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I am stuck with one problem from my discrete math class and don't know how to solve it. I will be grateful for any help!

Find all $x \in \mathbb{Z}_{501}$ for which $51x \equiv 36$, where the multiplication is in $\mathbb{Z}_{501}$.

I started solving it like this:
\begin{align} 51x & \equiv 36 \pmod{501}\\ 51x & \equiv 36 + k501\\ 51x + 501y & = 36 \end{align}

After this, I found $\gcd(51,501)$, which is $3$:
\begin{align} 501 & = 9 \cdot 51 + 42\\ 51 & = 1 \cdot 42 + 9\\ 42 & = 4 \cdot 9 + 6\\ 9 & = 1 \cdot 6 + 3\\ 6 & = 2 \cdot 3 + 0 \end{align}

After this, using back-substitution:
\begin{align} 3 & = -6 \cdot 501 + 59 \cdot 51\\ 36 & = 708 \cdot 51 - 72 \cdot 501 \end{align}

Then I divided equation by the $\gcd$ and solved $17x+167y = 0$.

So my final answers are $x = 708 + 167k$ and $y= -72-17k$ (In our case we don't need $y$, though.)

Answers from my book are $x_1 = 40$, $x_2 = 207$ and $x_3 = 374$, and I don't know how can I get them.

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What you have done thus far is correct. Observe that $$708 \equiv 40 \pmod{167}$$ since $$708 = 4 \cdot 167 + 40$$ The distinct solutions are all the integers in $\{0, 1, 2, 3, \ldots, 500\}$, the set of residues modulo $501$, that satisfy the congruence $x \equiv 40 \pmod{167}$. They are \begin{align*} x_1 & \equiv 40 + 0 \cdot 167 \equiv 40 \pmod{501}\\ x_2 & \equiv 40 + 1 \cdot 167 \equiv 207 \pmod{501}\\ x_3 & \equiv 40 + 2 \cdot 167 \equiv 374 \pmod{501} \end{align*}

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There is an algorithm for this kind of equation. I usually reformulate: $$ 51 x \equiv 36 \pmod{501} \iff \\ (51 x) \bmod 501 = 36 \iff \\ 51 x = 501 q + 36 \iff \\ 51 x - 501 q = 36 \quad (*) $$ where $x\in \mathbb{Z}_{501}$ and $q \in \mathbb{Z}$.

The last equation $(*)$ can be interpreted as a linear Diophantine equation, where we limit the solutions for $x$ from $\mathbb{Z}$ to $\mathbb{Z}_{501}$.

Number of solutions:

If $g = \gcd(51, 501)$ divides $36$, we have infinite many solutions $(x,q) \in \mathbb{Z}^2$, otherwise none. We have $g=3 \mid 36$, so we got the first case.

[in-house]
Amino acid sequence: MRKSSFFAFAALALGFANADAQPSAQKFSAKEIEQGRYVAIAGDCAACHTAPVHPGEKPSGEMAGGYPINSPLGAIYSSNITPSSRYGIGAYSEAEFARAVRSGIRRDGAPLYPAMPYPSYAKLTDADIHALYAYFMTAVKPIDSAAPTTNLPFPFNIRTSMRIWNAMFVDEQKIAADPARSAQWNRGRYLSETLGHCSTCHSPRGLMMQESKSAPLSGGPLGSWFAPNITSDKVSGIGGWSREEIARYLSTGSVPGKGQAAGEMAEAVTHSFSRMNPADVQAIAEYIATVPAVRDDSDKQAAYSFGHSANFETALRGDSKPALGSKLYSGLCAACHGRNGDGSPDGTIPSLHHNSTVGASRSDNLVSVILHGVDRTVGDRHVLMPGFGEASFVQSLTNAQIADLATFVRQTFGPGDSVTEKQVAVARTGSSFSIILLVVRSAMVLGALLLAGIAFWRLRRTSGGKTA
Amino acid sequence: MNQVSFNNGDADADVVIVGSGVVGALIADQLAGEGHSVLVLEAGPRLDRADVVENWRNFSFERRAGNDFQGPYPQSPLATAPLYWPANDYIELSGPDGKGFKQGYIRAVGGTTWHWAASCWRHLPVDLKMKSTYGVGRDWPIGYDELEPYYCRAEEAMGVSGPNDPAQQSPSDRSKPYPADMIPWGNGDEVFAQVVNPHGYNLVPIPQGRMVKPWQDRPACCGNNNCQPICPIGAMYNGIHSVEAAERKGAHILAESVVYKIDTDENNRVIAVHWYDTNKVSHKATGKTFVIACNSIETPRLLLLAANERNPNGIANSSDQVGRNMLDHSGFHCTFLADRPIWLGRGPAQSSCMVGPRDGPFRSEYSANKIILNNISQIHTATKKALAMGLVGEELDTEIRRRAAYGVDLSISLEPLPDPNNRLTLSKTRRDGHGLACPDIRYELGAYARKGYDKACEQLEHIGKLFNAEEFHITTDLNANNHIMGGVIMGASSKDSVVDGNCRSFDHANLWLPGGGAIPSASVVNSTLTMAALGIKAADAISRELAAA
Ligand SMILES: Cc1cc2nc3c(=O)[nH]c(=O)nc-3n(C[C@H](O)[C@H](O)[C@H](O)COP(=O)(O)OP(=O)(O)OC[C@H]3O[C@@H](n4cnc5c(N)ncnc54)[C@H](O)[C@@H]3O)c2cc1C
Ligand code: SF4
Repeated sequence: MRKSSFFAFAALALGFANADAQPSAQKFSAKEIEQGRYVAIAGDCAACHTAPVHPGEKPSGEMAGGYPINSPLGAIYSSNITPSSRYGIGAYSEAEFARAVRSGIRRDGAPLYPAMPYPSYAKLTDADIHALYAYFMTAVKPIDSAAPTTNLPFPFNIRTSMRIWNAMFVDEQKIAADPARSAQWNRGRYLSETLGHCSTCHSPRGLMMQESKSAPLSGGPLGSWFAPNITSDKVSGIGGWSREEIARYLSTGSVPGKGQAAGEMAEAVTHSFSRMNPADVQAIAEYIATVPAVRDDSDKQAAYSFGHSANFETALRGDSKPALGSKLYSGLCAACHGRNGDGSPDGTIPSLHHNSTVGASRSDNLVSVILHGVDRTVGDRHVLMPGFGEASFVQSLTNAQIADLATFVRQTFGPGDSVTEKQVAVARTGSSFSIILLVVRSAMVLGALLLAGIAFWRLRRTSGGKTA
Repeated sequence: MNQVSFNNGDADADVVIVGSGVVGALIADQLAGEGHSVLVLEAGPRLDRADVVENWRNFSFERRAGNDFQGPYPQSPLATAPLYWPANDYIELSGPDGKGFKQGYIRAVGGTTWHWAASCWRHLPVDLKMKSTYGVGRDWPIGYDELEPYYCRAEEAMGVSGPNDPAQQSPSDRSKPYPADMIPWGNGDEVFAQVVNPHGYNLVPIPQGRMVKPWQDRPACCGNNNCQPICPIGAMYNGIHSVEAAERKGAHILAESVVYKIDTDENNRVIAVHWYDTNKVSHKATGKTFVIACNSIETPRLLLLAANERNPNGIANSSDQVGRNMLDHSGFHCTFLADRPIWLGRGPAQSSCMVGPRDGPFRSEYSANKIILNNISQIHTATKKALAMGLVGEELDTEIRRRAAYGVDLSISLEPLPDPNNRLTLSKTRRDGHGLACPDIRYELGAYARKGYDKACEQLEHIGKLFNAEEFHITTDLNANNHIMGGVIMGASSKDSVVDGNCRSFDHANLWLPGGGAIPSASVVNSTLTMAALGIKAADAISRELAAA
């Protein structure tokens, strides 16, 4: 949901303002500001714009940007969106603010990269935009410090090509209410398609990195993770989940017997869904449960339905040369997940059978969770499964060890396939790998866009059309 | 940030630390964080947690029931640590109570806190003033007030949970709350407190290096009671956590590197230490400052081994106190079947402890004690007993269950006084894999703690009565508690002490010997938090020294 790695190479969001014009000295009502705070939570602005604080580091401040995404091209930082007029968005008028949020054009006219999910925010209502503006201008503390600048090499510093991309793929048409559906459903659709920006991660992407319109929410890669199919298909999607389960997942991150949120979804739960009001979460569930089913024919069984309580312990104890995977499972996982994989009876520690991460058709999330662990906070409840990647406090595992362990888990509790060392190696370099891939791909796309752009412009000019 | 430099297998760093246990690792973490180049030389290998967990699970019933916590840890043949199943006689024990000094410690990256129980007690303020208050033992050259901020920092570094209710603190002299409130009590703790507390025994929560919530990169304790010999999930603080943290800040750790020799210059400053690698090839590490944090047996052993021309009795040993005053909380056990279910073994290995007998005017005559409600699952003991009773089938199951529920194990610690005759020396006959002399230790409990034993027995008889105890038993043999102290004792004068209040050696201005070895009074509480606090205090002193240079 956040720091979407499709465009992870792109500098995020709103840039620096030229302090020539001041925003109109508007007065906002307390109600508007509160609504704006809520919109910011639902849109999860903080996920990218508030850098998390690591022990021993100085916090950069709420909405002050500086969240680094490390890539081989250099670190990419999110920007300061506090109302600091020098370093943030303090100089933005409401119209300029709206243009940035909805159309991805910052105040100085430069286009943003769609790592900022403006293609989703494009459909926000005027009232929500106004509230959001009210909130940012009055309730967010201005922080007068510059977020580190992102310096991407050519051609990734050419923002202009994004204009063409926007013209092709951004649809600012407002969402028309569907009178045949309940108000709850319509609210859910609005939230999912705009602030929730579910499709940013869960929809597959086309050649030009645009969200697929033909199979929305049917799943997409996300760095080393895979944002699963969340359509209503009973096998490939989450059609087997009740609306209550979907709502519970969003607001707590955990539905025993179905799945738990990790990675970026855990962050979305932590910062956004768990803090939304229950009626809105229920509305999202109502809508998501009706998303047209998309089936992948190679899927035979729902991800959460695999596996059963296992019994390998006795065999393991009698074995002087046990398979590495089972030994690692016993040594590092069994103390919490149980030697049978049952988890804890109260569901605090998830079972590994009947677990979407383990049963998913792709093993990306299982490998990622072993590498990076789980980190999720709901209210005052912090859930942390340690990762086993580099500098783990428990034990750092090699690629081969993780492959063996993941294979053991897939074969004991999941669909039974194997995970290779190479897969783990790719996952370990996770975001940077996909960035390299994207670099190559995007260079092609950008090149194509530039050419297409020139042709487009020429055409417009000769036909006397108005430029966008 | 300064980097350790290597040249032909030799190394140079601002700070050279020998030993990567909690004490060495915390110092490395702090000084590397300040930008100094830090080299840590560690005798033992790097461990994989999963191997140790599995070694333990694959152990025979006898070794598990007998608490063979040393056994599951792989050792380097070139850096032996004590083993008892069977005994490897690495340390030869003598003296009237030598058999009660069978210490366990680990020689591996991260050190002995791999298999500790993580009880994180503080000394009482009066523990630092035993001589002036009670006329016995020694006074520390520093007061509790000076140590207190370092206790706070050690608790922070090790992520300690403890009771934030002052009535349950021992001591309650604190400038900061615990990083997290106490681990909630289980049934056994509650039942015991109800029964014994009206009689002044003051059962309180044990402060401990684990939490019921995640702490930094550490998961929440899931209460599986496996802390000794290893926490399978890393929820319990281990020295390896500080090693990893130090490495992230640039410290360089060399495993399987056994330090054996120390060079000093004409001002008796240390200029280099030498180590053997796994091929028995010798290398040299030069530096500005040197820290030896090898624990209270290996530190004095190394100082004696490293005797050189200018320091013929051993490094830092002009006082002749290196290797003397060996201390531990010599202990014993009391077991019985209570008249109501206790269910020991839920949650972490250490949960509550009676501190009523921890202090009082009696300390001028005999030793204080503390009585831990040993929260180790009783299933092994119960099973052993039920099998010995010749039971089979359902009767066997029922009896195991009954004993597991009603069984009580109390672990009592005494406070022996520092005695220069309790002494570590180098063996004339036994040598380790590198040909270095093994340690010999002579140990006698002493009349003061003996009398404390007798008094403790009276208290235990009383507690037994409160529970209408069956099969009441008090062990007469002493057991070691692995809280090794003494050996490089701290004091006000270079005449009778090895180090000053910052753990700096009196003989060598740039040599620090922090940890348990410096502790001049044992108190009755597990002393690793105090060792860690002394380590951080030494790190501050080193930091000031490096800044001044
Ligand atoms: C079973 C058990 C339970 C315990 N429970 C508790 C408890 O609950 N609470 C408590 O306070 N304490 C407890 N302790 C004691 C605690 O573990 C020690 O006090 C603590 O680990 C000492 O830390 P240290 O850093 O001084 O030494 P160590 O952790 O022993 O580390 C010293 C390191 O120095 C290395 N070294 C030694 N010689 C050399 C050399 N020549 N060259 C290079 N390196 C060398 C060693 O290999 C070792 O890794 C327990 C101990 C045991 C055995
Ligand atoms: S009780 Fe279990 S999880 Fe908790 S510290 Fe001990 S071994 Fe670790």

Solution of the homogeneous equation:

The reduced equation (divided by $g$) is $$ 17 x - 167 q = 12 $$ The homogeneous equation is $$ 17 x - 167 q = 0 \quad (**) \iff \\ 17 x = 167 q $$ $\gcd(17,167)=1$ implies $17\mid q$ and $167\mid x$. So the homogeneous equation $(**)$ is solved by $$ \{ (167 t, 17 t) \mid t \in \mathbb{Z} \} $$

Finding a particular solution:

The extended Euclidean algorithm for $(51,-501)$ gives numbers $s=59, t=6$ (and $g=3$) such that $$ 51 s - 501 t = g = 3 \iff \\ 51 (12\cdot 59) - 501 (12\cdot 6) = 12\cdot 3 = 36 $$ so a particular solution of $(*)$ is $(x_p, q_p) = (708, 72)$.

The total solutions are $$ \{ (708 + 167 t, 72 + 51 t) \mid t \in \mathbb{Z} \} $$

Limiting to $\mathbb{Z}_{501}$:

We have $$ 708 + 167 t \ge 0 \iff t \ge -708/167 = -4.23\dotsb $$ and $$ 708 + 167 t \le 500 \iff t \le -208/167 = -1.24\dotsb $$ so $t\in \{ -2,-3,-4\}$ and $x \in \{ 40, 207, 374 \}$.

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Note $\,708\bmod{\!167} = 40\ $ thus $\,708+167k = 40+167n.\ $ Next, to lift this solution from modulus $167$ to $\,\color{#c00}3\cdot 167 = 501$ we divide $n$ by $\color{#c00}3,\,$ so $\, n = i + \color{#c00}3j,\,$ which yields

$$\begin{align}{\rm mod}\,\ \color{#c00}3\!\cdot\! 167\!:\,\ 40 + 167n &\equiv 40+167(i+\color{#c00}3j), \ {\rm for} \ \,0\le i < 3\\ &\equiv 40+167\,i,\quad {\rm for}\ \ \ i=0,\,1\,,2\\ &\equiv 40,\ 40\!+\!167\!\cdot\! 1,\ 40\!+167\!\cdot\!2\\ &\equiv 40,\ 207,\ 374 \end{align}$$

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